New Ideas in Photography: Bryan Graf

© Bryan Graf, from the series "Wildlife Analysis"

Colin Pantall and Joerg Colberg have organized a collaborative community initiative to start the fall. They asked a range of bloggers and editors to select up to five photographers who "have demonstrated an openness to use new ideas in photography, who have taken chances with their photography and have shown an unwillingness to play it safe. These three categories can be interpreted in any way."

The nominations are being posted starting today. This week I will select and post a photographer each day. My five selections are not in any order.

Other selections for this initiative will be posted on (or by): Conscientious, Andrew Phelps, aCurator, Mrs Deane, Reciprocity failure, Harvey Benge, Microcord, eyecurious, and LPV Magazine.

First a few words on how I made my selections and interpreted the criteria.

I took "new ideas" to mean visually and thematically fresh photography, but not necessarily working within or creating new modes of photography.

"Taken chances" and "unwillingness to play it safe" I understood as photography that has prefaced the pursuit of the internal logic of a project and individual artistic lines of thought over engaging contemporary visual trends - as well as over the artist's own history in making images.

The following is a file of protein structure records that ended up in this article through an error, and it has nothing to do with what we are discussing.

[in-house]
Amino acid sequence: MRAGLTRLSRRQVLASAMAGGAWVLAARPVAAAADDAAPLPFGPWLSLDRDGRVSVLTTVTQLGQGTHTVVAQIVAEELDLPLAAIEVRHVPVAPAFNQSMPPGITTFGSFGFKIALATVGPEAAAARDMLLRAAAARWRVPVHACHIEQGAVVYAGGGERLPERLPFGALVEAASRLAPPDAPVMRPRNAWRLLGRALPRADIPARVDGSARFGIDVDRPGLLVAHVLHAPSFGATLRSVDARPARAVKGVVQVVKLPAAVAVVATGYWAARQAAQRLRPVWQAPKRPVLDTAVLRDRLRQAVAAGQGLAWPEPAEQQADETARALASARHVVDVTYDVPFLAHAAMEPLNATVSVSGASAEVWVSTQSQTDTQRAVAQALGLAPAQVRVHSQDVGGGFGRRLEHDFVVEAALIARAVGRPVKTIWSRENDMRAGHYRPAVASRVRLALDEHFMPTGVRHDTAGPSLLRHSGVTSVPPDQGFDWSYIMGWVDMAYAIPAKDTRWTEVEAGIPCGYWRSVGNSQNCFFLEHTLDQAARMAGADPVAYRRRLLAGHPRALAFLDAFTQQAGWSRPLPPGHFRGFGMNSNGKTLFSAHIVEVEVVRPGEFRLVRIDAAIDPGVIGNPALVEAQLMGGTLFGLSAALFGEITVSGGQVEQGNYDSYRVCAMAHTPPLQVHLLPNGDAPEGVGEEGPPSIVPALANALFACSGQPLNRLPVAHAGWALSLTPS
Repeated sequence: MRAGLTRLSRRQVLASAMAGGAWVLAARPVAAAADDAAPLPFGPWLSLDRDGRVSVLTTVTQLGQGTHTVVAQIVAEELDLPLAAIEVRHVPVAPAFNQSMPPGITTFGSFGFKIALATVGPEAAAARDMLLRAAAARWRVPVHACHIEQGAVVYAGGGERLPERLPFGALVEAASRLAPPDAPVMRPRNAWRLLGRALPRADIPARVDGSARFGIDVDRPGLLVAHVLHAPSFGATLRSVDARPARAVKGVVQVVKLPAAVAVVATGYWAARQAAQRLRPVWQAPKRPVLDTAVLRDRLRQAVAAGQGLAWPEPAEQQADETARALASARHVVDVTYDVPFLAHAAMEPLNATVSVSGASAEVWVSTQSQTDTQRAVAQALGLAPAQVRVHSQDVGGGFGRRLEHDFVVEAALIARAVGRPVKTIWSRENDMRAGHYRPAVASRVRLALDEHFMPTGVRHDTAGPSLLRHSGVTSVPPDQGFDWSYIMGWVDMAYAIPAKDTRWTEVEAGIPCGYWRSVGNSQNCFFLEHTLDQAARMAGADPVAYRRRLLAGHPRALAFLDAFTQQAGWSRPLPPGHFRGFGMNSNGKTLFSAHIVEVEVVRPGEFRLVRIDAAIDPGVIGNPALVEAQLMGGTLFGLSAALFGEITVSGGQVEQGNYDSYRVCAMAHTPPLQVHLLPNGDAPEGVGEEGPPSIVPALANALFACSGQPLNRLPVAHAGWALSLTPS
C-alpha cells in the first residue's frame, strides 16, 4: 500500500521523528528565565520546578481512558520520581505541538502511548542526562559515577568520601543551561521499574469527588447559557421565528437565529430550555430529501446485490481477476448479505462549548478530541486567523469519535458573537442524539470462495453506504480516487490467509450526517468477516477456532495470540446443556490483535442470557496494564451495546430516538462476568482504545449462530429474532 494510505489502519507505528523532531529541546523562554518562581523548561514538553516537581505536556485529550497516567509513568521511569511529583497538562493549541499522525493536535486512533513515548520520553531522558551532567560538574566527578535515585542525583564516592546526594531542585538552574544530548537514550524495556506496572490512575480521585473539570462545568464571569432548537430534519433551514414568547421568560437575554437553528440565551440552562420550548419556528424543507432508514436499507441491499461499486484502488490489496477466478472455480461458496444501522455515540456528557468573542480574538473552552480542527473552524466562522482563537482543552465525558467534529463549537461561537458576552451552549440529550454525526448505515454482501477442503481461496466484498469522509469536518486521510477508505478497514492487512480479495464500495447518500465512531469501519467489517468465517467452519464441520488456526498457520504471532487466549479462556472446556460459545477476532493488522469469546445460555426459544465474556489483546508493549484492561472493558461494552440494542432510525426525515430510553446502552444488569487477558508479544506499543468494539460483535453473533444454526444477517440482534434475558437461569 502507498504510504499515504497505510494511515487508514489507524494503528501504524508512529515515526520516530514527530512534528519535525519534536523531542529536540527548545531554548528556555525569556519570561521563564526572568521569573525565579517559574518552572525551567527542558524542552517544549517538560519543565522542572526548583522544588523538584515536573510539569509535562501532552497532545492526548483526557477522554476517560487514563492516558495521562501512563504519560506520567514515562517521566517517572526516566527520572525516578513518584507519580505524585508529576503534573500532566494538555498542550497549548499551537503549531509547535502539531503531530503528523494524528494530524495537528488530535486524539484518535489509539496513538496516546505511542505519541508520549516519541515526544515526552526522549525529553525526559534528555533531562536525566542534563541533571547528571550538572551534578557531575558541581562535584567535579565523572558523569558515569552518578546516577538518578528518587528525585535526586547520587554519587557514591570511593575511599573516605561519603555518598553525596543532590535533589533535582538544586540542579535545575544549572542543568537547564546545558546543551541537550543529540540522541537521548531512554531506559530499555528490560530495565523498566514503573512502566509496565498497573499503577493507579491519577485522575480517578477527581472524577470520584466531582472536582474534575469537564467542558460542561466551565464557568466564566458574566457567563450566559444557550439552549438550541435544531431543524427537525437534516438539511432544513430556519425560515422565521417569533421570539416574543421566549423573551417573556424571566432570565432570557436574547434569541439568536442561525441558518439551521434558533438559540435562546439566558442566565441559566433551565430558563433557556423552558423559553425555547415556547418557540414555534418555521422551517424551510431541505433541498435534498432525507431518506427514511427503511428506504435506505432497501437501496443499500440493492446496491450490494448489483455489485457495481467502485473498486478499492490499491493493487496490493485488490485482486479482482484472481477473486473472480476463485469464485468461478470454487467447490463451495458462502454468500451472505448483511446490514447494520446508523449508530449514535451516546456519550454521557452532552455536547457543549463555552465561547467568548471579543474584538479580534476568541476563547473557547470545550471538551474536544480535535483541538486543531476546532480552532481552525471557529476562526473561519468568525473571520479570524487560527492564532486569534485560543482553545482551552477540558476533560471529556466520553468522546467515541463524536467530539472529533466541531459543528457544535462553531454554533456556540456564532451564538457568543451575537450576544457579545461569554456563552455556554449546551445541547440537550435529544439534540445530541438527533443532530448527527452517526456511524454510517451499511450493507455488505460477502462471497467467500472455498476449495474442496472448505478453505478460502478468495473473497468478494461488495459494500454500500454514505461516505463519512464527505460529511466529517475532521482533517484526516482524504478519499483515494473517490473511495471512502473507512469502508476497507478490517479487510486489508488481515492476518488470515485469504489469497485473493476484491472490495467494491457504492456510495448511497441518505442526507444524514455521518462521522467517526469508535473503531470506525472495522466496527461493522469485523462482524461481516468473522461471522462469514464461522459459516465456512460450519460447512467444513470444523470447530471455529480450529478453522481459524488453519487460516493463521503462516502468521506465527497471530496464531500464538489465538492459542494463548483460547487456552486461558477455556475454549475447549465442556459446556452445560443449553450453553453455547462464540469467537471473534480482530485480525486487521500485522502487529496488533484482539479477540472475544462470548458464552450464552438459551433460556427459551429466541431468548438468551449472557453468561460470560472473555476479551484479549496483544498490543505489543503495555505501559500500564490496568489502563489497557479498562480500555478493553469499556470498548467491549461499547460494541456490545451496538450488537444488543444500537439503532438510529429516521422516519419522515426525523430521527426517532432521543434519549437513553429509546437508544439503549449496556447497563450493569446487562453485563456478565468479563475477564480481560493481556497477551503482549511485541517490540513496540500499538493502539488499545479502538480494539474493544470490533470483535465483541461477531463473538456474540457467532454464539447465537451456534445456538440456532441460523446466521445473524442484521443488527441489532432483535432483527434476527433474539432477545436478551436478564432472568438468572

Finally, I also added my own final criteria, choosing photographers I believe produce strong images in addition to using new ideas and taking chances.

I came up with a list of 24 photographers over the last couple months, adding names as I came across new work or thought of someone's work I believe fits the criteria. I cut the list down to 10 fairly quickly, but have had a hard time getting from 10 to 5. At this point, however, it's time to leap.

My first selection for the series is Bryan Graf.

The rich depth, importance, and thorough exploration of the landscape in photographic history makes it a difficult genre for "new" and "taking chances." How the hell is anyone going to reinvent the landscape photograph? Graf has worked on this question, using explorations of darkroom post-processing, materials and lighting not for effect, but in service of heightening the grace, simplicity, and atmosphere of the environments he photographs, pushing lines of what the landscape photograph can be conceived of in the process .

© Bryan Graf, from the series "Interchanges, B-Sides & Remixes"

© Bryan Graf, from the series "Winter Sun"